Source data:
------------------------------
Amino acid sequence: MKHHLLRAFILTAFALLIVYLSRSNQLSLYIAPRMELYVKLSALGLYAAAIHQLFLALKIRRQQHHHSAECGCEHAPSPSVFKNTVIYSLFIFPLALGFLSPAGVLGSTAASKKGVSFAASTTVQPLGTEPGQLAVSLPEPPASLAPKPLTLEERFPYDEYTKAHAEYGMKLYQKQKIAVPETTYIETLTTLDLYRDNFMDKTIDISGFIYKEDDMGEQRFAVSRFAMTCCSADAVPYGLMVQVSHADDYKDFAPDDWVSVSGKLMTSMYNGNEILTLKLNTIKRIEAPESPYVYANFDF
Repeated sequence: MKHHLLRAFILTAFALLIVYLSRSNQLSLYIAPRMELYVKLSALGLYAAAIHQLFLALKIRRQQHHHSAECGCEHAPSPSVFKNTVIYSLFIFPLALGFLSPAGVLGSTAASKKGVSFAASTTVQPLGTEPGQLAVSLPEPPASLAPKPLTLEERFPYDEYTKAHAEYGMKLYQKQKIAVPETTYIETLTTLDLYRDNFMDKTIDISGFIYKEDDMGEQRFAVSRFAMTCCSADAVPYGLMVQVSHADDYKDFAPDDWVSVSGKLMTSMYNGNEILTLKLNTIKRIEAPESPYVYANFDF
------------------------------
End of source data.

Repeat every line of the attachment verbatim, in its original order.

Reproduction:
Amino acid sequence: MKHHLLRAFILTAFALLIVYLSRSNQLSLYIAPRMELYVKLSALGLYAAAIHQLFLALKIRRQQHHHSAECGCEHAPSPSVFKNTVIYSLFIFPLALGFLSPAGVLGSTAASKKGVSFAASTTVQPLGTEPGQLAVSLPEPPASLAPKPLTLEERFPYDEYTKAHAEYGMKLYQKQKIAVPETTYIETLTTLDLYRDNFMDKTIDISGFIYKEDDMGEQRFAVSRFAMTCCSADAVPYGLMVQVSHADDYKDFAPDDWVSVSGKLMTSMYNGNEILTLKLNTIKRIEAPESPYVYANFDF
Repeated sequence: MKHHLLRAFILTAFALLIVYLSRSNQLSLYIAPRMELYVKLSALGLYAAAIHQLFLALKIRRQQHHHSAECGCEHAPSPSVFKNTVIYSLFIFPLALGFLSPAGVLGSTAASKKGVSFAASTTVQPLGTEPGQLAVSLPEPPASLAPKPLTLEERFPYDEYTKAHAEYGMKLYQKQKIAVPETTYIETLTTLDLYRDNFMDKTIDISGFIYKEDDMGEQRFAVSRFAMTCCSADAVPYGLMVQVSHADDYKDFAPDDWVSVSGKLMTSMYNGNEILTLKLNTIKRIEAPESPYVYANFDF